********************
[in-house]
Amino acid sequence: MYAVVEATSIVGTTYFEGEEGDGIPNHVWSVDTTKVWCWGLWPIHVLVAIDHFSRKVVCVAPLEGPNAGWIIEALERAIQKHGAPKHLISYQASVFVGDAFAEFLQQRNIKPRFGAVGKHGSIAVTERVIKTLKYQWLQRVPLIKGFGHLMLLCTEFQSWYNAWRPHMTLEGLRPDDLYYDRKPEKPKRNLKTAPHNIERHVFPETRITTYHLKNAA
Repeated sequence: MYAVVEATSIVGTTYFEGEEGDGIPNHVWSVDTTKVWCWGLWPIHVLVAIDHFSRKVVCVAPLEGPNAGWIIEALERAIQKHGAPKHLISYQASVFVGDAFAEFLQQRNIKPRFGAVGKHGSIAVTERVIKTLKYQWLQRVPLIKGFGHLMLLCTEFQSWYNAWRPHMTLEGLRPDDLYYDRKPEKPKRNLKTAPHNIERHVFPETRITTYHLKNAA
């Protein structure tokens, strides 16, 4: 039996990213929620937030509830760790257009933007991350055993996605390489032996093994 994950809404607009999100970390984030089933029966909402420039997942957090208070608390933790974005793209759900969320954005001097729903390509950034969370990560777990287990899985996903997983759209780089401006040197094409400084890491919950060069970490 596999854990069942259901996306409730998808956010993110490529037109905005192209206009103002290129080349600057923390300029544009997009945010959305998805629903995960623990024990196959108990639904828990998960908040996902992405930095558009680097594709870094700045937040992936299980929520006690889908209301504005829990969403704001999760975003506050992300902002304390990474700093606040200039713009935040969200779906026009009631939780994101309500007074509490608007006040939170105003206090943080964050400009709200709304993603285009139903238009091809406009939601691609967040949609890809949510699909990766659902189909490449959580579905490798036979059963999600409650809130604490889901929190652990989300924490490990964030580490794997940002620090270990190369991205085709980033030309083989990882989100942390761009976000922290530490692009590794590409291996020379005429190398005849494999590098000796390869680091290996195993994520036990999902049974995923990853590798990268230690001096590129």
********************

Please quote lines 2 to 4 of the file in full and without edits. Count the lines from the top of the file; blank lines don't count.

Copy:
Amino acid sequence: MYAVVEATSIVGTTYFEGEEGDGIPNHVWSVDTTKVWCWGLWPIHVLVAIDHFSRKVVCVAPLEGPNAGWIIEALERAIQKHGAPKHLISYQASVFVGDAFAEFLQQRNIKPRFGAVGKHGSIAVTERVIKTLKYQWLQRVPLIKGFGHLMLLCTEFQSWYNAWRPHMTLEGLRPDDLYYDRKPEKPKRNLKTAPHNIERHVFPETRITTYHLKNAA
Repeated sequence: MYAVVEATSIVGTTYFEGEEGDGIPNHVWSVDTTKVWCWGLWPIHVLVAIDHFSRKVVCVAPLEGPNAGWIIEALERAIQKHGAPKHLISYQASVFVGDAFAEFLQQRNIKPRFGAVGKHGSIAVTERVIKTLKYQWLQRVPLIKGFGHLMLLCTEFQSWYNAWRPHMTLEGLRPDDLYYDRKPEKPKRNLKTAPHNIERHVFPETRITTYHLKNAA
């Protein structure tokens, strides 16, 4: 039996990213929620937030509830760790257009933007991350055993996605390489032996093994 994950809404607009999100970390984030089933029966909402420039997942957090208070608390933790974005793209759900969320954005001097729903390509950034969370990560777990287990899985996903997983759209780089401006040197094409400084890491919950060069970490 596999854990069942259901996306409730998808956010993110490529037109905005192209206009103002290129080349600057923390300029544009997009945010959305998805629903995960623990024990196959108990639904828990998960908040996902992405930095558009680097594709870094700045937040992936299980929520006690889908209301504005829990969403704001999760975003506050992300902002304390990474700093606040200039713009935040969200779906026009009631939780994101309500007074509490608007006040939170105003206090943080964050400009709200709304993603285009139903238009091809406009939601691609967040949609890809949510699909990766659902189909490449959580579905490798036979059963999600409650809130604490889901929190652990989300924490490990964030580490794997940002620090270990190369991205085709980033030309083989990882989100942390761009976000922290530490692009590794590409291996020379005429190398005849494999590098000796390869680091290996195993994520036990999902049974995923990853590798990268230690001096590129």